• Where are Michael or other beings called the Λογος? Dec 3, 2018 at 18:14
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    @AlexStrasser. I can't remember. Putting in a reference to that would perhaps strengthen this answer, but to the best of my memory it's a complex argument rather than a simple citation, so it wouldn't really fit here. Probably better off as a separate question (to be answered, ideally, by someone else). And then I (or someone) could edit this to include a link thereto.
    – TRiG
    Dec 3, 2018 at 22:22

I'm not a JW, but I've gone through just about every christological position at some point in my life, so I'll give you the answer I would have given when I was an Arian.

Does anyone really view the "logos" as being God's logic or reasoning faculty? Certainly Trinitarians DO NOT since they view it as a PERSON. So why would you think Arians view it as his logical or reasoning faculty? The question begins with an absurd premise.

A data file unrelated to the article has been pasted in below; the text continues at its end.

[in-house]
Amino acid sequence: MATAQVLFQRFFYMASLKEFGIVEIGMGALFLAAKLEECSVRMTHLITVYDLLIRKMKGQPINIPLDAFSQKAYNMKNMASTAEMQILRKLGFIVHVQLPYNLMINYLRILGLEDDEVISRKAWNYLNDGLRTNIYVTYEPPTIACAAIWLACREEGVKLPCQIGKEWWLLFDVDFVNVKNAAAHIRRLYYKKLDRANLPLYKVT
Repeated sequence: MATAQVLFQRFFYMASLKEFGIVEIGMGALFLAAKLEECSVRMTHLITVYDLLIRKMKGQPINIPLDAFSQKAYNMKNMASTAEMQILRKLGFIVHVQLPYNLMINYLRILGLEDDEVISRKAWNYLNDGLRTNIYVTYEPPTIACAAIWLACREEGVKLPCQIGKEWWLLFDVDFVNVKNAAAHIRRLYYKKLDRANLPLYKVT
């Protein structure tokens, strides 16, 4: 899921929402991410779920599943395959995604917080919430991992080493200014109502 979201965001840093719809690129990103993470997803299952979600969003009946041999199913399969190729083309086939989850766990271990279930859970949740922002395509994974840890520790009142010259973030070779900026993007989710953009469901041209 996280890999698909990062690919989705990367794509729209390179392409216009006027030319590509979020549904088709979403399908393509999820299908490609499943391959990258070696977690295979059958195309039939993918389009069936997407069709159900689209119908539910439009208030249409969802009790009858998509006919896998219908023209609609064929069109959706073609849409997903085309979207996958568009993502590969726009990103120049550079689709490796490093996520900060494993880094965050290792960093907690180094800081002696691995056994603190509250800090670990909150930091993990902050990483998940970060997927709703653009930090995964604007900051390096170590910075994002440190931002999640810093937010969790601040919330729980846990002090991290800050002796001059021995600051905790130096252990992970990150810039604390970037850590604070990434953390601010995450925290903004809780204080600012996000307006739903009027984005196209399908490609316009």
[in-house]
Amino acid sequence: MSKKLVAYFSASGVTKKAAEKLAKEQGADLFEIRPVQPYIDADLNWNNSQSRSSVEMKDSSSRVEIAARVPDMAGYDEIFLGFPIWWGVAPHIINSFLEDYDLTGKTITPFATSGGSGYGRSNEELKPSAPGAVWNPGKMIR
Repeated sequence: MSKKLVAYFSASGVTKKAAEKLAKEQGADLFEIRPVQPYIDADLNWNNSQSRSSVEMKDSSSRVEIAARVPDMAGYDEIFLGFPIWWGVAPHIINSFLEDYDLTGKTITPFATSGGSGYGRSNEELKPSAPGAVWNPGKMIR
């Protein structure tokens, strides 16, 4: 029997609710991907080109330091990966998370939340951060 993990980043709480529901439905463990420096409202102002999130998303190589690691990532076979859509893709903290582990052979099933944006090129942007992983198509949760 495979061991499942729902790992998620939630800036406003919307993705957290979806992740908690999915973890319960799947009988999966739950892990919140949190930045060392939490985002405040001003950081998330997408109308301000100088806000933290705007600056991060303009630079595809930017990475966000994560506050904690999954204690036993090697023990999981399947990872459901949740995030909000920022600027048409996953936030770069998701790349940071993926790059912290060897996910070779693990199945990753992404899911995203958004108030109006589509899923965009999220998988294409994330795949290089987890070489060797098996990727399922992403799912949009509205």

Now, yes, I realize some of the "church fathers" in the earliest days when the doctrine of the deity of Christ was scare, used the "reasoning faculty" argument, since they had to have the Son begotten in time, and yet not say there was a time when he didn't exist. So they argued that before he was begotten he existed in God as God's reasoning faculty, and then when he was begotten he was emitted and became a distinct person. But they argued this way only because they were alone in a sea of unitarians and had to minimize the novelty of their new doctrine. To understand what I mean on that, read Joseph Priestley's masterful work An History of Early Opinions Concerning Jesus Christ (a 4-volume work, available on google books), particularly volumes 2 and 3, where he quotes the church fathers at length on this subject.